|Is anyone else becoming slightly bored with “light, frothy, contemporary romance? Recognizable by their smart, mouthy heroines, too much clever repartee, and overpriced trade paperback size, more and more of these books are appearing each month as publishers jump on the bandwagon.
Lip Lock by Susanna Carr is saved from being lost in the crowd by virtue of its hard-working heroine, Molly Connors. Molly is desperately poor, living paycheck to paycheck and paying medical bills and the credit card bills her thieving ex-boyfriend left behind when he moved out on her. Because Molly knows how to work the return policies of her favorite boutiques, she constantly updates her wardrobe, which causes her co-workers to assume that Molly is a trust-fund baby. Little do they know that Molly has to scrounge for food in the employee lounge or else starve. Her world revolves around her boss, with whom Molly is secretly in love, and the date when she’ll finally get a performance review and a raise.
Kyle Ashton, Molly’s boss and love interest, knows that there’s something odd about Molly. He can’t quite decide if she’s merely brainless, or a pathological liar. Various scenarios indicate that she is one or the other, or both. Neither of these conditions keeps the blood from rushing to his pants whenever Molly is around, however.
The book begins with Molly being trapped inside a cabinet in the employee lounge while two of her superiors make very vocal love just inches away. What follows is a sort of twisted comedy of poverty when Molly’s financial situation steadily worsens, she is evicted from her home, and the promised pay increase never arrives. Somehow the desperate steps she takes just to stay warm and fed and clean keep putting her in embarrassing situations with Kyle. There’s also something funny going on at work which is ultimately blamed on Molly, and Kyle, feeling disappointed and disillusioned, fires her.
Molly and Kyle are terrific characters. The reader has to respect the way that although Molly really has no one to support her, and no money, she keeps trying to make things better, plugging away and working hard. Some of the solutions she finds to her problems are ingenious. When Molly’s belongings are thrown out of her apartment onto the street, she rents a truck, parks near work and lives out of it. Her motivation and thoughts are very clear – survive and somehow it’ll all work out eventually. Kyle’s character is much more complicated. He’s also a hard worker, having built his company from the ground up with a small group of friends. Bad experiences have made him distrustful and wary, and any hint of dishonesty makes him angry. Inside this shell, though, is a soft heart yearning for real affection and acceptance.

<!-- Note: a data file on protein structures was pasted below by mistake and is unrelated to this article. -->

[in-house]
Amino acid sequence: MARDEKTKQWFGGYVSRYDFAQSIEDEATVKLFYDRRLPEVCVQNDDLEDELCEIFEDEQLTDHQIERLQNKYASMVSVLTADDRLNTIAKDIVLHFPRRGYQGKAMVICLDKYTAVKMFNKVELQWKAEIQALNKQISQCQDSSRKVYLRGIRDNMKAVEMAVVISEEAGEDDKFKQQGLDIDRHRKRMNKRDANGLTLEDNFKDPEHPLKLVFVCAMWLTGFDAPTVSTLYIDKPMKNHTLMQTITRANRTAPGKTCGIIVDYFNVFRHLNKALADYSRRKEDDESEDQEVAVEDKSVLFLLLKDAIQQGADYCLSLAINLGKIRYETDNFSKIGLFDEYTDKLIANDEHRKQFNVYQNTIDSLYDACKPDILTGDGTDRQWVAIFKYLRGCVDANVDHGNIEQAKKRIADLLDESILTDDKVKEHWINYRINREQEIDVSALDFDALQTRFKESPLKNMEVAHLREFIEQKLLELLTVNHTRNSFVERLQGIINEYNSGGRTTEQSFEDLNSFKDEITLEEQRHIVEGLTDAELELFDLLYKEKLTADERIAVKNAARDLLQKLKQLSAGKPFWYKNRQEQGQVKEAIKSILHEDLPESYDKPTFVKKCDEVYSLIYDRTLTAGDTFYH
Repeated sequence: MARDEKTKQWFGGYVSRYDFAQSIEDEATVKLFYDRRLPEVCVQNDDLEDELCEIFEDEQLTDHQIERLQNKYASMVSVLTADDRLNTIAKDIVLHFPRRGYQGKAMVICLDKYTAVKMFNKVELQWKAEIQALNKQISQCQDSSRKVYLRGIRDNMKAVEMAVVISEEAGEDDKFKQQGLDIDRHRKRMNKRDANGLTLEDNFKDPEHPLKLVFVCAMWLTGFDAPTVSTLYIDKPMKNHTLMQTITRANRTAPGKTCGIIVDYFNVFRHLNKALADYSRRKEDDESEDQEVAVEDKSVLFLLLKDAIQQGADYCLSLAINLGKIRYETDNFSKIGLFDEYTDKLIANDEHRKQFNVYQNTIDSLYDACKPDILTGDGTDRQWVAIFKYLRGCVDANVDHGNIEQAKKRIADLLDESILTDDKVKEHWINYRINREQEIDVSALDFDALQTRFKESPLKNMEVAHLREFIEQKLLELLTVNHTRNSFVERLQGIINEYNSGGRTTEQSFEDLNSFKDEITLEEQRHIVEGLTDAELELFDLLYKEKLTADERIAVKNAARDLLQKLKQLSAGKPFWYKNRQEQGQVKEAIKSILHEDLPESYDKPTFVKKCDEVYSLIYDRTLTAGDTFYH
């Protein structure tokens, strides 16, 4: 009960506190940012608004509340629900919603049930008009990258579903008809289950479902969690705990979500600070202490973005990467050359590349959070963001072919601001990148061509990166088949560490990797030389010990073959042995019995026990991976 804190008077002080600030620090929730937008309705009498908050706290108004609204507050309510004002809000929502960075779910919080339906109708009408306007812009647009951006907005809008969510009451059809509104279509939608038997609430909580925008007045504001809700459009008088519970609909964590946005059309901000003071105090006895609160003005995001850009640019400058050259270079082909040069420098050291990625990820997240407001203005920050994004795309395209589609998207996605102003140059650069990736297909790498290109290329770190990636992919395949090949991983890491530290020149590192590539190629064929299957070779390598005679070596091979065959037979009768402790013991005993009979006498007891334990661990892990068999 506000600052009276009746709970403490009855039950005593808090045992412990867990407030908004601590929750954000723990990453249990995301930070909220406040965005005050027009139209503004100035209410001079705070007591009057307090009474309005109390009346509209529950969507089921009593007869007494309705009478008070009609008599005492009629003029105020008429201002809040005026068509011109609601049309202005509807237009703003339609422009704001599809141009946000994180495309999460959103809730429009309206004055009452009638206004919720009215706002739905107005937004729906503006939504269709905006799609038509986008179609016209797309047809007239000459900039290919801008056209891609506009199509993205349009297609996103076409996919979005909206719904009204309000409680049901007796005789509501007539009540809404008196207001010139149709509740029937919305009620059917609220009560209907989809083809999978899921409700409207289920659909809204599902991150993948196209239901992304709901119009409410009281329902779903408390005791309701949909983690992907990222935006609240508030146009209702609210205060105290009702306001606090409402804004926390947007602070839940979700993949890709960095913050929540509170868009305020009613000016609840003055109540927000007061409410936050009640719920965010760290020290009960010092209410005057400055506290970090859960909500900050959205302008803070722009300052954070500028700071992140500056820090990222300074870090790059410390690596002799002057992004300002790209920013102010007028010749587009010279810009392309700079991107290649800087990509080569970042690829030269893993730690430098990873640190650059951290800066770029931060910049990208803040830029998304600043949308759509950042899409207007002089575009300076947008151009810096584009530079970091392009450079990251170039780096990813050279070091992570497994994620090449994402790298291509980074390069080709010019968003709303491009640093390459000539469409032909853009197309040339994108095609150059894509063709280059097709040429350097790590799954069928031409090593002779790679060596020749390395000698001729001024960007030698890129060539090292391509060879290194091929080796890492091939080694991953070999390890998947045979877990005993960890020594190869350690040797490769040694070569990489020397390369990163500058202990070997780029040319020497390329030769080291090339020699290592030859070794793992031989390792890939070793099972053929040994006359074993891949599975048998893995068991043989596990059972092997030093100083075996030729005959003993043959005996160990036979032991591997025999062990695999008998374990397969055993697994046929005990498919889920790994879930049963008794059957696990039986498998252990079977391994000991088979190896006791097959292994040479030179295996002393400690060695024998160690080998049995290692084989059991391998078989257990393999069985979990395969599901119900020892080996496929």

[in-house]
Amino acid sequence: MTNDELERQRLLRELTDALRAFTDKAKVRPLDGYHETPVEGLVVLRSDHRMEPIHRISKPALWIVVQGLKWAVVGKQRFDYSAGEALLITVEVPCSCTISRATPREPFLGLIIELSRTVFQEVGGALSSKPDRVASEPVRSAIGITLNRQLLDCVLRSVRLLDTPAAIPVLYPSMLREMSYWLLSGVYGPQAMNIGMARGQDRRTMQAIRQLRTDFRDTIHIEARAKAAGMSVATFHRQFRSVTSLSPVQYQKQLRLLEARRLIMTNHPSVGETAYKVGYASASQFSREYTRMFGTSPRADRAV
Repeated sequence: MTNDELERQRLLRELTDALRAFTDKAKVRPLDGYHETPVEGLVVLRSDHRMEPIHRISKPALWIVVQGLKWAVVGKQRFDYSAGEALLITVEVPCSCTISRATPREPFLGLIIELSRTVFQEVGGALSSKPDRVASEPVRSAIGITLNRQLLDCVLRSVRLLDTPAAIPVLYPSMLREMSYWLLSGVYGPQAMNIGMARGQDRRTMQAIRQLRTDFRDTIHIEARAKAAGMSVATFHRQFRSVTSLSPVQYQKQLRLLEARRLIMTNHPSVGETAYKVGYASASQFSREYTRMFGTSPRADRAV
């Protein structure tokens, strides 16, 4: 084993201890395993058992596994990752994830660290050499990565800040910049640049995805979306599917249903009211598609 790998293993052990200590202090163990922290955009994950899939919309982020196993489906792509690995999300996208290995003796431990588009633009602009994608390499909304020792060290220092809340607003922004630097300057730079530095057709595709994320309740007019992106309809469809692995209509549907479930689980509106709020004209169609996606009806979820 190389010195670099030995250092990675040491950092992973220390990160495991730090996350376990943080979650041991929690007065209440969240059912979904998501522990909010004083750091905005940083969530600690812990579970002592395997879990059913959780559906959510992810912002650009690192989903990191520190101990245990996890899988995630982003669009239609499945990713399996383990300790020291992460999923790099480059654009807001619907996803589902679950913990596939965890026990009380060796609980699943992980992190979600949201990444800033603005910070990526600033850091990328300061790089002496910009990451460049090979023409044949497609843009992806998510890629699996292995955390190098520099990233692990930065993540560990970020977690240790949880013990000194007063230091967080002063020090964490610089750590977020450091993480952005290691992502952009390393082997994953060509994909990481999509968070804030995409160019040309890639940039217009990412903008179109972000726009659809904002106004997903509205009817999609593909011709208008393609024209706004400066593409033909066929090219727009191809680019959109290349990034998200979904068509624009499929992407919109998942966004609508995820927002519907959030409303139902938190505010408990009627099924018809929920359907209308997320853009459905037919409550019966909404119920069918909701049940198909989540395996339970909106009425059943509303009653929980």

Molly doesn’t spend her time lusting after designer shoes, as is becoming cliché for contemporary heroines, but it would have been nice if she at least had an opportunity to do so. Molly’s hard luck becomes depressing after a while. Also, some of the extraordinary measures she has to take just to keep going border on the ridiculous and it felt like fun was being poked at her pitiful situation. Some scenes were so silly that they became unrealistic. Kyle’s acceptance of Molly’s antics also seemed unbelievable.
For a book published under Kensington’s Brava line, this book is surprisingly lukewarm in the sensuality department. Those readers who have come to expect at least an R rated book from Brava may be disappointed.
If you like your chick-lit to have a little bite to it, Lip Lock is the book for you. It has the sarcastic appeal of a good sit-com, but to enjoy it you have to be willing to suspend your disbelief.